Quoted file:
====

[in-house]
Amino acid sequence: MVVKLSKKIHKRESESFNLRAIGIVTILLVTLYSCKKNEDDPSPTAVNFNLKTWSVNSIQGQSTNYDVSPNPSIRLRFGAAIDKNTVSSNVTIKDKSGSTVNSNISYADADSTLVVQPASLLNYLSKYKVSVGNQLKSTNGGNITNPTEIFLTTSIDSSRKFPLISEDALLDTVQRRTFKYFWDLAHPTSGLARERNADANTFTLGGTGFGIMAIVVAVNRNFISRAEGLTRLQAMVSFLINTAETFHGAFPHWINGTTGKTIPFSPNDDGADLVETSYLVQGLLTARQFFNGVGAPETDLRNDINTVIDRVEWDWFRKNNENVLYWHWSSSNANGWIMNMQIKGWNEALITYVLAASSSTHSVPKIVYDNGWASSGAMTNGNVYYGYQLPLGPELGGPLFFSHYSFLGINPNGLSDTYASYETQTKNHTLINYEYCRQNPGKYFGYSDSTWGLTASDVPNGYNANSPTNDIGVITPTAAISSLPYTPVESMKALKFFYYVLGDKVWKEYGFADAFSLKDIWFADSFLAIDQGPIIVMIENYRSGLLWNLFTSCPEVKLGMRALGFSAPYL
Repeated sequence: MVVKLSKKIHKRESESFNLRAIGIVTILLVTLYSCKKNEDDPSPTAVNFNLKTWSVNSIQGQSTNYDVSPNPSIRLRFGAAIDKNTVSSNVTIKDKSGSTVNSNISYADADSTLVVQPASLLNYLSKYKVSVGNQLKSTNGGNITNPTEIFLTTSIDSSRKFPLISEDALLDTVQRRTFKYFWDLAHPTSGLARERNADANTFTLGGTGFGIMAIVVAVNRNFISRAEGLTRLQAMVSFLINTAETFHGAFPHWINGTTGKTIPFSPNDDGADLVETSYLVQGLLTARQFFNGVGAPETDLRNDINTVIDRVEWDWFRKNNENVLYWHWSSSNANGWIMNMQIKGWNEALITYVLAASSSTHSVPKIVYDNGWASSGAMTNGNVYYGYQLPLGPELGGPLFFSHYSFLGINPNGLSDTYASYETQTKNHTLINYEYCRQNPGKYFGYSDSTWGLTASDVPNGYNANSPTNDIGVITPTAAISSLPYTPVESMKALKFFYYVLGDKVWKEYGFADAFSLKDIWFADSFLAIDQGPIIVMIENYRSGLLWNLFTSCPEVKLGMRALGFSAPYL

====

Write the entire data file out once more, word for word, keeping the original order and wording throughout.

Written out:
[in-house]
Amino acid sequence: MVVKLSKKIHKRESESFNLRAIGIVTILLVTLYSCKKNEDDPSPTAVNFNLKTWSVNSIQGQSTNYDVSPNPSIRLRFGAAIDKNTVSSNVTIKDKSGSTVNSNISYADADSTLVVQPASLLNYLSKYKVSVGNQLKSTNGGNITNPTEIFLTTSIDSSRKFPLISEDALLDTVQRRTFKYFWDLAHPTSGLARERNADANTFTLGGTGFGIMAIVVAVNRNFISRAEGLTRLQAMVSFLINTAETFHGAFPHWINGTTGKTIPFSPNDDGADLVETSYLVQGLLTARQFFNGVGAPETDLRNDINTVIDRVEWDWFRKNNENVLYWHWSSSNANGWIMNMQIKGWNEALITYVLAASSSTHSVPKIVYDNGWASSGAMTNGNVYYGYQLPLGPELGGPLFFSHYSFLGINPNGLSDTYASYETQTKNHTLINYEYCRQNPGKYFGYSDSTWGLTASDVPNGYNANSPTNDIGVITPTAAISSLPYTPVESMKALKFFYYVLGDKVWKEYGFADAFSLKDIWFADSFLAIDQGPIIVMIENYRSGLLWNLFTSCPEVKLGMRALGFSAPYL
Repeated sequence: MVVKLSKKIHKRESESFNLRAIGIVTILLVTLYSCKKNEDDPSPTAVNFNLKTWSVNSIQGQSTNYDVSPNPSIRLRFGAAIDKNTVSSNVTIKDKSGSTVNSNISYADADSTLVVQPASLLNYLSKYKVSVGNQLKSTNGGNITNPTEIFLTTSIDSSRKFPLISEDALLDTVQRRTFKYFWDLAHPTSGLARERNADANTFTLGGTGFGIMAIVVAVNRNFISRAEGLTRLQAMVSFLINTAETFHGAFPHWINGTTGKTIPFSPNDDGADLVETSYLVQGLLTARQFFNGVGAPETDLRNDINTVIDRVEWDWFRKNNENVLYWHWSSSNANGWIMNMQIKGWNEALITYVLAASSSTHSVPKIVYDNGWASSGAMTNGNVYYGYQLPLGPELGGPLFFSHYSFLGINPNGLSDTYASYETQTKNHTLINYEYCRQNPGKYFGYSDSTWGLTASDVPNGYNANSPTNDIGVITPTAAISSLPYTPVESMKALKFFYYVLGDKVWKEYGFADAFSLKDIWFADSFLAIDQGPIIVMIENYRSGLLWNLFTSCPEVKLGMRALGFSAPYL